Kerr has not responded to interview requests.
In a Saturday interview with CBC News, Davies confirmed the authenticity of the leaked documents and he said the extensive support and direction provided to the Callaway campaign by the Kenney campaign was specifically to undermine Brian Jean.
Davies also confirmed Callaway was recruited for the express purpose of attacking Jean and that it was known from the outset by both campaigns that Callaway would withdraw from the race and endorse Kenney, which is what eventually happened.
In a statement issued late Saturday, UCP executive director Janice Harrington said the communication between the two campaigns was “perfectly normal in a preferential ballot election and was within the rules of the 2017 UCP Leadership Election.”
The UCP continues to insist the Kenney campaign did not collaborate with the Callaway campaign in a so-called kamikaze campaign. Callaway has also denied those allegations.
But neither of Harrington’s statements issued on Saturday and Sunday addressed the contents of an internal email, dated Aug. 13, 2017. In it Davies provides a timeline to Wolf that includes a rough date for when Callaway would drop out of the leadership race.
“The themes I’m pushing for are: Seeds of Doubt (Aug. 14-26); Consistency (Aug. 23 – Sept. 6); Trust (Sept. 1 – Sept. 13),” Davies continued.
“Jeff drops (although depending when debates are, you may have other ideas?),” Davies’s email to Wolf continues.
In his interview with CBC News, Davies said Callaway’s withdrawal from the leadership race “was something that wasn’t necessarily negotiable.
“It was something that had been decided in a meeting in mid-July between Callaway and the Jason Kenney leadership team.”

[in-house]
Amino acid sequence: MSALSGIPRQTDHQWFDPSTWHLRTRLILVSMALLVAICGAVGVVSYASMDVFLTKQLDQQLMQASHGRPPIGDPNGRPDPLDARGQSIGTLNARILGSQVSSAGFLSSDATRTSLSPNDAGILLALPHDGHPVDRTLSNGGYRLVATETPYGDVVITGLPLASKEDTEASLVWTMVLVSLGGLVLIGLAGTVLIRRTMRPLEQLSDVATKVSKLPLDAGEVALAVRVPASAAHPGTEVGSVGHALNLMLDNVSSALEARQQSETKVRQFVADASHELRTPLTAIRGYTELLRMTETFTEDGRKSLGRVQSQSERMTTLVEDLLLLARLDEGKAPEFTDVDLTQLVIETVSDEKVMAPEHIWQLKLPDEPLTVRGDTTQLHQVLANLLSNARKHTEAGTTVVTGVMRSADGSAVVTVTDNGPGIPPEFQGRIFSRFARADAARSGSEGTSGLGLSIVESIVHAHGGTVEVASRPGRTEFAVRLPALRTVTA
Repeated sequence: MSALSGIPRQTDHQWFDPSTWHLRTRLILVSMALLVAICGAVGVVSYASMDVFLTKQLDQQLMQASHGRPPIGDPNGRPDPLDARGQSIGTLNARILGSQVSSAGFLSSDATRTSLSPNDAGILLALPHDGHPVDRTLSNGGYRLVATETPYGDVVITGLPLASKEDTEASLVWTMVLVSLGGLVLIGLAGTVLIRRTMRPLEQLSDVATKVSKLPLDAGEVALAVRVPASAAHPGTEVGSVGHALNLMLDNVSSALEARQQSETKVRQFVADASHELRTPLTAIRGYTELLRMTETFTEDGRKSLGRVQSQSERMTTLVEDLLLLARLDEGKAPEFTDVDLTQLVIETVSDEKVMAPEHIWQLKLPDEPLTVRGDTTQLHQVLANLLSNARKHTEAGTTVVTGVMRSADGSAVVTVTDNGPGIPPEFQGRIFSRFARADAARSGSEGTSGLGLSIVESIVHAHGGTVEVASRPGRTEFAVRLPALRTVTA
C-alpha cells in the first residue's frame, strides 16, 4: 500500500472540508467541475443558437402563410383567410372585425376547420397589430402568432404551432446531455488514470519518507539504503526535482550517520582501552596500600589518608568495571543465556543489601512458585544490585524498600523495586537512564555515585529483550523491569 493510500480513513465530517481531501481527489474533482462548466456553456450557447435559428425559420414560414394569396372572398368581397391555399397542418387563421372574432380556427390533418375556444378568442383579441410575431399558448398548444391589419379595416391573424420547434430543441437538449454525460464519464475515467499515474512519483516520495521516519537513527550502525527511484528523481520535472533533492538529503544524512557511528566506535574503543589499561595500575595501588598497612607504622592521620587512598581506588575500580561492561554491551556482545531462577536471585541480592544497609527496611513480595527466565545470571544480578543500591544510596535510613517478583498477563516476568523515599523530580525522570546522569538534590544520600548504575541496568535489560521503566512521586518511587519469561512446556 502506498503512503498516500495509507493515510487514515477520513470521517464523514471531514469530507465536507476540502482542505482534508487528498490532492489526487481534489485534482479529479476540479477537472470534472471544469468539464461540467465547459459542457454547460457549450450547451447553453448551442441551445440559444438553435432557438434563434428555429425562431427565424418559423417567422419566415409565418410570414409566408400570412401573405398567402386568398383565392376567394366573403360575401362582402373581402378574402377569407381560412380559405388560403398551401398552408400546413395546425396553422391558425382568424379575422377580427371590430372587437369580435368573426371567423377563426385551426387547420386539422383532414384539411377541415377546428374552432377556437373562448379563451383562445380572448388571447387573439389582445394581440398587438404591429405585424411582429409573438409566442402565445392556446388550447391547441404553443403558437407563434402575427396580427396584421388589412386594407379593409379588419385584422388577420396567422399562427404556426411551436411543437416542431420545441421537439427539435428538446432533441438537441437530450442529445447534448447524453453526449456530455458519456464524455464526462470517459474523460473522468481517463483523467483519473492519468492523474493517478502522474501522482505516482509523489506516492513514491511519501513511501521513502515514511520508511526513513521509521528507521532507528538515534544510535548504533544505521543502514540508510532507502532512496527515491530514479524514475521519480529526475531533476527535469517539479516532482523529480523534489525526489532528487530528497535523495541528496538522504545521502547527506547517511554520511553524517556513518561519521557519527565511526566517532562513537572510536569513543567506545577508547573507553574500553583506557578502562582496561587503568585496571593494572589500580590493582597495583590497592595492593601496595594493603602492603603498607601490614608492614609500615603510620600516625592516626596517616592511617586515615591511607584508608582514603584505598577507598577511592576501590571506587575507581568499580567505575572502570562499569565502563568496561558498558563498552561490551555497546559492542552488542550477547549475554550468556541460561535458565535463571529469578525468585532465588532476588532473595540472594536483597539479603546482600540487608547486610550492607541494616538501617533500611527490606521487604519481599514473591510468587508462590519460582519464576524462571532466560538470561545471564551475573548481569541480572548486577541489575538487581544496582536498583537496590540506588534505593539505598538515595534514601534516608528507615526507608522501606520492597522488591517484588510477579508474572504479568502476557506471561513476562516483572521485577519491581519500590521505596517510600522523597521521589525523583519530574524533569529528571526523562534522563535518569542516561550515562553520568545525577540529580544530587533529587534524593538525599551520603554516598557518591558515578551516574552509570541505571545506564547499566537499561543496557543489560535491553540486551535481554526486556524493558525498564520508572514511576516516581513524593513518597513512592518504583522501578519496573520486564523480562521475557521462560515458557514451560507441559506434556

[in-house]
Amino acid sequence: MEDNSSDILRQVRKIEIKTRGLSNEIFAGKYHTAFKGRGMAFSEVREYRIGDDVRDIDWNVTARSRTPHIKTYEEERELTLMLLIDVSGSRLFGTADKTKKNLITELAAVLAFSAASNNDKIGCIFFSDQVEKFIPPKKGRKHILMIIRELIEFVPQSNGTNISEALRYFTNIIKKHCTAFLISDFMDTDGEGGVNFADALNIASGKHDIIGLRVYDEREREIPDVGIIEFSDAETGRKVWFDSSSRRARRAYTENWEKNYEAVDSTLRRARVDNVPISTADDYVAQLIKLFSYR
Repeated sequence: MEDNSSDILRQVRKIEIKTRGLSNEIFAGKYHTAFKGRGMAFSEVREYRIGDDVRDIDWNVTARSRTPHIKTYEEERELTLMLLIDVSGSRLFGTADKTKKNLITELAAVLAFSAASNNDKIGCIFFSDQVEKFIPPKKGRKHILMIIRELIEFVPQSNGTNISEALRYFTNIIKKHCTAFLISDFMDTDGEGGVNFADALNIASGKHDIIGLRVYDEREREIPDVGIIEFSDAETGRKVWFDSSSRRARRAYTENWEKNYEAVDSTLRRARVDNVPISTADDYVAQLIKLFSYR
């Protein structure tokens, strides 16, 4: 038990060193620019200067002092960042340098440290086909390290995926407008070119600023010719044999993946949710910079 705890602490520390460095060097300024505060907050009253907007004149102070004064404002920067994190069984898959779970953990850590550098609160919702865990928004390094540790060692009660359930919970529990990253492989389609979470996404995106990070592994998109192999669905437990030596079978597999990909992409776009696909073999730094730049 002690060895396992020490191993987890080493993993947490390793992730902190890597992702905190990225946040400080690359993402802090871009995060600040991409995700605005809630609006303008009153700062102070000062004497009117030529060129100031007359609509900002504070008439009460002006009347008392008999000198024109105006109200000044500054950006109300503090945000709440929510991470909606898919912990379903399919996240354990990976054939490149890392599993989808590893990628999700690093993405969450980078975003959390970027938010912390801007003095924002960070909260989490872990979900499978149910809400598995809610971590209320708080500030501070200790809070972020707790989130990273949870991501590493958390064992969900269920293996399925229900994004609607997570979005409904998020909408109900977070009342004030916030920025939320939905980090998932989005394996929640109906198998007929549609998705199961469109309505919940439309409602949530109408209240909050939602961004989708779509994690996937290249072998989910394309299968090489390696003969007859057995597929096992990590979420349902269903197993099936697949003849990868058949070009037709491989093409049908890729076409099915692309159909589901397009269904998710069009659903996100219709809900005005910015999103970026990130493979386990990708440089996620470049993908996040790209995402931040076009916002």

RCMP investigating donations
Alberta’s election commissioner began investigating Callaway’s campaign late last year after a complainant alleged that 18 donors contributed to Callaway’s campaign using money that was provided to them, which is illegal. In February, the commissioner fined Karen Brown $3,500 for donating to the Callaway campaign “with funds given or furnished by another person.”
The election commissioner also fined Davies $15,000 for obstructing his investigation into the Callaway donations. Through his lawyer, Davies has said he will appeal the fines. He told CBC News he is cooperating with the commissioner’s investigation.
On Friday, CBC News revealed the election commissioner has handed the investigation over to the RCMP’s serious crimes branch.
At an unrelated news conference that same day, Kenney said the RCMP investigation is “about someone else’s leadership campaign from 18 months ago,” adding later that “all I can tell you is that the campaign that I ran was in full compliance with all of the financial and legal requirements.”
Wesley, the political scientist, said Callaway’s campaign clearly had an obligation to disclose the professional services Kenney’s campaign provided.
“If you share professional services with another campaign, the campaign that receives it has to disclose it,” Wesley said. “And there is no record, at least publicly, that that disclosure has been made by the Callaway campaign.”
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This story originally appeared on CBC